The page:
12. HE HAS A FAMILY BACK HOME.

According to the infamous Star Wars Holiday Special, Chewbacca had a wife named Mallatobuck, a son named Lumpawaroo (a.k.a. “Lumpy”), and a father named Attichitcuk (aka “Itchy”). In the special, Chewie and Han visit the Wookiee home planet of Kashyyyk to celebrate “Life Day,” a celebration of the Wookiee home planet’s diverse ecosystem. The special featured appearances and musical numbers by Jefferson Starship, Diahann Carroll, Art Carney, Harvey Korman, and Bea Arthur, and marked the first appearance of Boba Fett. Lucas hated the special so much that he limited its availability following its original airdate on November 17, 1978.

13. MAYHEW'S BIG FEET ARE WHAT KICKSTARTED HIS CAREER.

Mayhew’s path to playing Chewbacca began with a string of lucky breaks—and his big feet. A local London reporter was doing a story on people with big feet and happened to profile Mayhew. A movie producer saw the article and cast him—in an uncredited role—as Minoton the minotaur in the film Sinbad and the Eye of the Tiger. One of the makeup men on Sinbad was also working on the Wookiee costume with Stuart Freeborn for Star Wars and suggested to the producers that they screen test Mayhew. The rest is Wookiee history.

14. MAYHEW KEPT HIS DAY JOB WHILE SHOOTING STAR WARS.

Peter Mayhew
Getty Images

During the shooting of Star Wars, Mayhew kept working his day job as a deputy head porter in a London hospital. Though he was let go because of his sudden varying shooting schedule at Elstree Studios, he was eventually hired back after production wrapped.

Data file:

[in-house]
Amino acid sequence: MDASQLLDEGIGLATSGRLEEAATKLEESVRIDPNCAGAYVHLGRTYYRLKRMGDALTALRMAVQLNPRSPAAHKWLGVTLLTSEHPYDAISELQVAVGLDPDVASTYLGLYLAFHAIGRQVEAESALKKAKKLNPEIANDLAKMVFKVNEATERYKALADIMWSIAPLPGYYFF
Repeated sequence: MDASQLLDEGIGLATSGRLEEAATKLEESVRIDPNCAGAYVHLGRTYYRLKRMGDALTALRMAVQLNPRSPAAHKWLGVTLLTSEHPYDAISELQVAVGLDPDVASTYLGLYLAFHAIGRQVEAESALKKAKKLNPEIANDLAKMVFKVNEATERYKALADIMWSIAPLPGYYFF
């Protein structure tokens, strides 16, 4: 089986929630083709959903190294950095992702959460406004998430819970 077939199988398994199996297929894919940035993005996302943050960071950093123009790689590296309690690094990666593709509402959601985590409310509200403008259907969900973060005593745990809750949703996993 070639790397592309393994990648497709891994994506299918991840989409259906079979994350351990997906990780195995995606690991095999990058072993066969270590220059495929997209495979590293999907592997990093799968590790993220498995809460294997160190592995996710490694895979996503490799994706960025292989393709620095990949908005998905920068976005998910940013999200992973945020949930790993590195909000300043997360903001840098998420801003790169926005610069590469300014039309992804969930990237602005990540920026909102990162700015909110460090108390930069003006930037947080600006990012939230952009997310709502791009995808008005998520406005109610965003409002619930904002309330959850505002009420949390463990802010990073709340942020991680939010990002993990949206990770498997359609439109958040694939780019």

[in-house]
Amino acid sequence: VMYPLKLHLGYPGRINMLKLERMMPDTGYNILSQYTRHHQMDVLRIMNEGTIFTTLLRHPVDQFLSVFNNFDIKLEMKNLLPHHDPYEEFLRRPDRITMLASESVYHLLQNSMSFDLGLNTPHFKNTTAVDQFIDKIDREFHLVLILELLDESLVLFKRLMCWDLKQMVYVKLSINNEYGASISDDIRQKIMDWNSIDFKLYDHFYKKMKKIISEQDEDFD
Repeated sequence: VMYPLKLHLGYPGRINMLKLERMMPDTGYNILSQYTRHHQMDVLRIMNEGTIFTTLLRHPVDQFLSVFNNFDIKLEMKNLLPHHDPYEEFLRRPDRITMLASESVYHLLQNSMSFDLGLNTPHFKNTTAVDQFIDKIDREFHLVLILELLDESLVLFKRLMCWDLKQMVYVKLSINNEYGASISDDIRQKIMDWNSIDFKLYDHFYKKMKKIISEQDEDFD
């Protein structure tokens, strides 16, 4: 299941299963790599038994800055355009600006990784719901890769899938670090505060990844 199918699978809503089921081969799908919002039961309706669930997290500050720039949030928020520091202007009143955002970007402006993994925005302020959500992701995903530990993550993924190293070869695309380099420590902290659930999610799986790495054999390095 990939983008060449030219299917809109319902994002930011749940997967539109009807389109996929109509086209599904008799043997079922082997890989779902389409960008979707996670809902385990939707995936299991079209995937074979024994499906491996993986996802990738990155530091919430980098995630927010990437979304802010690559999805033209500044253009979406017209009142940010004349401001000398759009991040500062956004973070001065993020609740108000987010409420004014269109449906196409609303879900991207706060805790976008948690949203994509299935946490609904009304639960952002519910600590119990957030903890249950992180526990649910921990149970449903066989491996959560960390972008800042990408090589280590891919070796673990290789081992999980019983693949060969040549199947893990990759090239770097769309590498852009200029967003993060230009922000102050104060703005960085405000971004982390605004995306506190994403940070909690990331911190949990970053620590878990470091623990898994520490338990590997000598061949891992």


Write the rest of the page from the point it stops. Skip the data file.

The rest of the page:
15. DARTH VADER COULD HAVE BEEN CHEWBACCA.

Darth Vader
Getty Images

David Prowse, the 6’5” actor who ended up portraying Darth Vader—in costume only—originally turned down the role of Chewbacca.  When given the choice between portraying the two characters, Prowse said, “I turned down the role of Chewbacca at once. I know that people remember villains longer than heroes. At the time I didn’t know I’d be wearing a mask, and throughout production I thought Vader’s voice would be mine.”

Additional Sources: Star Wars DVD special features
The Making of Star Wars: The definitive Story Behind the Original Film, J.W. Rinzler

nextArticle.image_alt|e
iStock
arrow
quiz
Scary Baby Names
iStock
iStock

SECTIONS

arrow
LIVE SMARTER
More from mental floss studios